G20 leaders agree to keep 1.5C warming target ‘within reach’ boosting stalled COP27 talks

G20 Leaders raise their garden hoes for a group photo during a tree planting event at the Taman Hutan Raya Ngurah Rai Mangrove Forest
G20 Leaders raise their garden hoes for a group photo during a tree planting event at the Taman Hutan Raya Ngurah Rai Mangrove Forest Copyright AFP
By Charlotte Elton with Reuters
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The statement of intent by the world’s biggest economies - and emitters - may provide a boost to bogged down negotiations at COP27.


The G20 has reaffirmed pledges to limit global warming to 1.5 degrees Celsius and meet loss and damage payments, sending a positive signal for negotiations at COP27.

The 1.5 degree target - decided at the 2015 UN Climate Conference in Paris - was solidified at COP26in Glasgow last year.

But campaigners have feared rollbacks at this year’s UN climate summit, as some countries resist the inclusion of the target in the conference’s final agreement.

Today’s statement by the group of leading nations - including the US, China, Saudi Arabia, the UK, and Germany - acknowledged the effects of global warming would be “much lower at a temperature increase of 1.5C compared with 2C.”

"Mindful of our leadership role, we reaffirm our steadfast commitments, in pursuit of the objective of UNFCCC (United Nations Framework Convention on Climate Change) to tackle climate change by strengthening the full and effective implementation of the Paris Agreement and its temperature goal," a declaration issued at the end of the meeting said.

"We resolve to pursue efforts to limit the temperature increase to 1.5°C. This will require meaningful and effective actions and commitment by all countries."

The G20 represents around 75 per cent of global annual emissions. The group’s statement of intent could offer a potential boost to the COP27 climate talks in Sharm El Sheikh, Egypt, which are deep in their second week.

Climate activists gather with signs for a demonstration calling upon the G20 conference to adhere to limit global temperature rise to 1.5 degrees CelsiusAFP

What will the G20 declaration mean for COP27 and loss and damage?

US Special Climate Envoy John Kerry said on Saturday that a few countries had resisted mentioning the 1.5C goal in the official text of the COP27 summit

The G20 declaration could help change that. The group urged delegates at COP27 to "urgently scale up" efforts at the summit on the issue of mitigating and adapting to climate change.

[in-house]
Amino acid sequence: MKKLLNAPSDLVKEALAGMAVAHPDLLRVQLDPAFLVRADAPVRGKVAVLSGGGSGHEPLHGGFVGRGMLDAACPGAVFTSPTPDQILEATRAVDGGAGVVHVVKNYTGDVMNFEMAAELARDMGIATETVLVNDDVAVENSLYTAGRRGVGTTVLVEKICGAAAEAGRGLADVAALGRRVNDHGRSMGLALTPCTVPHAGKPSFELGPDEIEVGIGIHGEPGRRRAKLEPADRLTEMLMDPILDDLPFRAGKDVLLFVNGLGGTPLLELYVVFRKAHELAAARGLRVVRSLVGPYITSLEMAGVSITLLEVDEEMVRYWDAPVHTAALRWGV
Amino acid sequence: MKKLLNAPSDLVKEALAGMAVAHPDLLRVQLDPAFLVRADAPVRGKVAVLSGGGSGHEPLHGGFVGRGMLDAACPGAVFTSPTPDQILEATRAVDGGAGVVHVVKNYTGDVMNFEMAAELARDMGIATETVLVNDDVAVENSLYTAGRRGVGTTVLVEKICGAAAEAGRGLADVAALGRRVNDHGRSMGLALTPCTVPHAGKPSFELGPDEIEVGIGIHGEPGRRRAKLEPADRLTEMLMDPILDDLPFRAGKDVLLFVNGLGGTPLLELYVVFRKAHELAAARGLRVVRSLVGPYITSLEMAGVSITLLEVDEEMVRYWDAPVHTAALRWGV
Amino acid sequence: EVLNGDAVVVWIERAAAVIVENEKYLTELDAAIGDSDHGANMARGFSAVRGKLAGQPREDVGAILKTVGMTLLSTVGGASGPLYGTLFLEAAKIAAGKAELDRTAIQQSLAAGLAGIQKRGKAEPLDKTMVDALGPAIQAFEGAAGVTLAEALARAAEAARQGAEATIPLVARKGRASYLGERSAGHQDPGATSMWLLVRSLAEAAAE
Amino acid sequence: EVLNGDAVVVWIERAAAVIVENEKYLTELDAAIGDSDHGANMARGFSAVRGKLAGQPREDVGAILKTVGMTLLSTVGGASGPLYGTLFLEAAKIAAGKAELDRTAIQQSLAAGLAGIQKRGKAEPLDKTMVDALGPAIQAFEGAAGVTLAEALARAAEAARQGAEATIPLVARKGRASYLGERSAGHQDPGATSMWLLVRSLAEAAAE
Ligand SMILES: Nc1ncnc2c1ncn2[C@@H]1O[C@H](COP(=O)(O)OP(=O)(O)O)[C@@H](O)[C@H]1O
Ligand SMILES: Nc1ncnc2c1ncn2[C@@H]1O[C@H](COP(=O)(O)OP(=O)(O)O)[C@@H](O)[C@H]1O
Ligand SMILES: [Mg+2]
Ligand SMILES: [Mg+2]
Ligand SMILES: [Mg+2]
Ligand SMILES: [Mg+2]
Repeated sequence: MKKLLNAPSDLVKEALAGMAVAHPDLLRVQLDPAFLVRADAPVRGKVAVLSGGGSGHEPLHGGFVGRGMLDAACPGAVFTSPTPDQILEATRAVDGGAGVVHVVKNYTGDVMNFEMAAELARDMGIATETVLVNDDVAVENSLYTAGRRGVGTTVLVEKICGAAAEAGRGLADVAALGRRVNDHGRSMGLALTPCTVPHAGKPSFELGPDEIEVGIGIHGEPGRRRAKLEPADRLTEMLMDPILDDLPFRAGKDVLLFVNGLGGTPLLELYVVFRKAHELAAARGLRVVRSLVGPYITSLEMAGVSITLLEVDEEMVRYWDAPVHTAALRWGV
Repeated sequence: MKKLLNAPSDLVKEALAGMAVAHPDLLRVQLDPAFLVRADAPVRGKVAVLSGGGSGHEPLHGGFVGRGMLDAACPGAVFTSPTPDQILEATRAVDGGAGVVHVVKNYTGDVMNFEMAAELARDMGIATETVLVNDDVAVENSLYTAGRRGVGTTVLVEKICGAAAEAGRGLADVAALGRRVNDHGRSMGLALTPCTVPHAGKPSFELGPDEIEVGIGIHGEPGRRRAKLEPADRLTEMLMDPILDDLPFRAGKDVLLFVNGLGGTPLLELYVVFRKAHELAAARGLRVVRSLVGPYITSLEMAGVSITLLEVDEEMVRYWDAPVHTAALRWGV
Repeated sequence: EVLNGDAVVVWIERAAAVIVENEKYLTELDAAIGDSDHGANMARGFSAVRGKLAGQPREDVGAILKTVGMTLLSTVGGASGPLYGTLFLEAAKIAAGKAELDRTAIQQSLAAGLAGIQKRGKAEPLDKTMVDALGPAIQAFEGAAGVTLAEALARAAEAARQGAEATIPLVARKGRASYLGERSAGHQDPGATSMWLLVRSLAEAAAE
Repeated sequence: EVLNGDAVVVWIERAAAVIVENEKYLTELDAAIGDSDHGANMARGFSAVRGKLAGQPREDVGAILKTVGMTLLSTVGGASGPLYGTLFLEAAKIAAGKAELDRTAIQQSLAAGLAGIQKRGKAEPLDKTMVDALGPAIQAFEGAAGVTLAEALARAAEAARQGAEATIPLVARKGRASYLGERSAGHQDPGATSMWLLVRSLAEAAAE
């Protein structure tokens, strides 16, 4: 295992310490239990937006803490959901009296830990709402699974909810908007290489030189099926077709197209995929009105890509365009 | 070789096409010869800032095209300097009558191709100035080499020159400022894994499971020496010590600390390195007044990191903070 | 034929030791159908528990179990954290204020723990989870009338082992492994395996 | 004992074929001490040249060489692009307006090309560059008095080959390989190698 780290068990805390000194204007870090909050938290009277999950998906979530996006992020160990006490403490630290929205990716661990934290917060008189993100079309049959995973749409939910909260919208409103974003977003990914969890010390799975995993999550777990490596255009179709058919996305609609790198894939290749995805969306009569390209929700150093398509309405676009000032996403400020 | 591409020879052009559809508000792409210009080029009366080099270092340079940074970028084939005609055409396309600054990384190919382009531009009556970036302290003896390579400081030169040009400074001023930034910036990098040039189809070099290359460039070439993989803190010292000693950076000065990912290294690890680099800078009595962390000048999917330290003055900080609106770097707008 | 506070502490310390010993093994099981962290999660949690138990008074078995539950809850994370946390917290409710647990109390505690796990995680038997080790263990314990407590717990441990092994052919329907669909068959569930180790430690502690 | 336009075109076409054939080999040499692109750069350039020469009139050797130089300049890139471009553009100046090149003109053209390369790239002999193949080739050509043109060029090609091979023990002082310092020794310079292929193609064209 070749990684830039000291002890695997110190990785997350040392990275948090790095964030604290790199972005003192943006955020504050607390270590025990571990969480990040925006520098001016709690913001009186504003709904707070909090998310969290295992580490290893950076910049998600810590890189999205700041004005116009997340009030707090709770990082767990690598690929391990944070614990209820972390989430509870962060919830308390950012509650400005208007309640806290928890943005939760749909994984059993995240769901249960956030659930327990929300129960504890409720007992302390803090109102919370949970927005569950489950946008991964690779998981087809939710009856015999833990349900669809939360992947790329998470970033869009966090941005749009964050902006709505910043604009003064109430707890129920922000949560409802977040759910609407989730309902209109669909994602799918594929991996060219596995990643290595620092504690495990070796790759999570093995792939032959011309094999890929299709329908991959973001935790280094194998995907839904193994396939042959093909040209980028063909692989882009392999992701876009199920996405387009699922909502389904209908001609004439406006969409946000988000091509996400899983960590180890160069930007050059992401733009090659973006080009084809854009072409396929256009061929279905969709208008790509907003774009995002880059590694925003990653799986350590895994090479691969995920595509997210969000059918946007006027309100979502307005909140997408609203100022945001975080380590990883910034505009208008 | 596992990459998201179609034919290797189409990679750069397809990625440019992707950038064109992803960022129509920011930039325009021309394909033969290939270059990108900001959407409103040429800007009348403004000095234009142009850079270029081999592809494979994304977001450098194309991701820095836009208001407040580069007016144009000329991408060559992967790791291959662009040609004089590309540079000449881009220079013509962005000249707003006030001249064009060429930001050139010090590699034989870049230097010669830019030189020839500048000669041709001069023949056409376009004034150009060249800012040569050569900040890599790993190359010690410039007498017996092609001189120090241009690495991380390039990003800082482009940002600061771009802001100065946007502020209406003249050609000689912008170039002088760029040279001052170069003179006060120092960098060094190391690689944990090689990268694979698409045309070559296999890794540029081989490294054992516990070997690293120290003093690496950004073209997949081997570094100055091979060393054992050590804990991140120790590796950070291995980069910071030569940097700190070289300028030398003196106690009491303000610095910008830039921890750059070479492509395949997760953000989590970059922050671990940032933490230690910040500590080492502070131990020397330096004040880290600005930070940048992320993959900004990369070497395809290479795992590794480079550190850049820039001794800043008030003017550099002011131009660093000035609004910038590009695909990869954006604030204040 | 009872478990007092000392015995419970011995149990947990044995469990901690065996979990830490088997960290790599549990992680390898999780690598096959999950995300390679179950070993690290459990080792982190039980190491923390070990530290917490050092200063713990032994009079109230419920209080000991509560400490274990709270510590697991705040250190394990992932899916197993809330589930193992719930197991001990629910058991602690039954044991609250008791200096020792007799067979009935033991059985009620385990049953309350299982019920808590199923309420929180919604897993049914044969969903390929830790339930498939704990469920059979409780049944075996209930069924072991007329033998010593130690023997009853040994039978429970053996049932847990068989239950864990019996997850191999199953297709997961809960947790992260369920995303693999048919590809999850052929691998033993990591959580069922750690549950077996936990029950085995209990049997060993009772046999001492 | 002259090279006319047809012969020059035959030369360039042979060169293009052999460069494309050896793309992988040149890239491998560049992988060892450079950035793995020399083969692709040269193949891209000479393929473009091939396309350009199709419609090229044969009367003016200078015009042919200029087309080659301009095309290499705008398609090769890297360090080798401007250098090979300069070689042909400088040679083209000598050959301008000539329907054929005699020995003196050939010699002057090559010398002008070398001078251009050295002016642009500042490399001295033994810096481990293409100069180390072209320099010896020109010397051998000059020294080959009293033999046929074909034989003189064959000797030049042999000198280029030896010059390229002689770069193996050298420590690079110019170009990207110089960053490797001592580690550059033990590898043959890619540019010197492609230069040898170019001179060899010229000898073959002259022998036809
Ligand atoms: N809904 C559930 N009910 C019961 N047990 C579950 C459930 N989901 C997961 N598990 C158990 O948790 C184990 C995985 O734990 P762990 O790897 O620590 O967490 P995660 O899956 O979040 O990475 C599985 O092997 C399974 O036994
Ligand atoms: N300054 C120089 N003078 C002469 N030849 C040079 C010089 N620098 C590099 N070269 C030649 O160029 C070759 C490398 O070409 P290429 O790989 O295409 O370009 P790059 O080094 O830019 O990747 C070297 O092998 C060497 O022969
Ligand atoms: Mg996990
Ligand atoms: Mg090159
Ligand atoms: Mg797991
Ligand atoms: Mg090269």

It also made reference to the need to accelerate "efforts towards the phasedown of unabated coal power, in line with national circumstances and recognising the need for support towards just transitions."

India, the world's second-biggest buyer of coal, wants countries to agree to phase down all fossil fuels rather than just a narrower deal to phase down coal that was agreed at COP26 last year.

The G20 statement seemed to somewhat support this initiative, reaffirming an international goal to phase out "inefficient fossil fuel subsidies.”

The communique also urged developed nations to meet their commitments to provide $100 billion a year for developing countries struggling with the effects of climate change.

This fund - pledged in 2009 - has yet to materialise, despite being promised by 2020.

The G20 leaders also urged COP27 negotiators to “make progress on loss and damage”. Loss and damage refers to the financial support for developing countries struggling to cope with the impact of climate change.

What is the difference between the 1.5 degree target and the 2 degree target?

The leading UN environmental body most recently warned that existing pledges left ‘no credible pathway’ to 1.5 °C

Human-induced warming reached approximately 1°C in 2017.

Under current agreements, the world is on track for a temperature rise of between 2.4C and 2.6C by 2100.


When it comes to abating the worst consequences of climate change, every fraction of a degree matters.

At 1.5 degrees Celsius warming, about 14 per cent of Earth's population will be exposed to severe heatwaves at least once every five years, while at 2 degrees warming that number jumps to 37 per cent.

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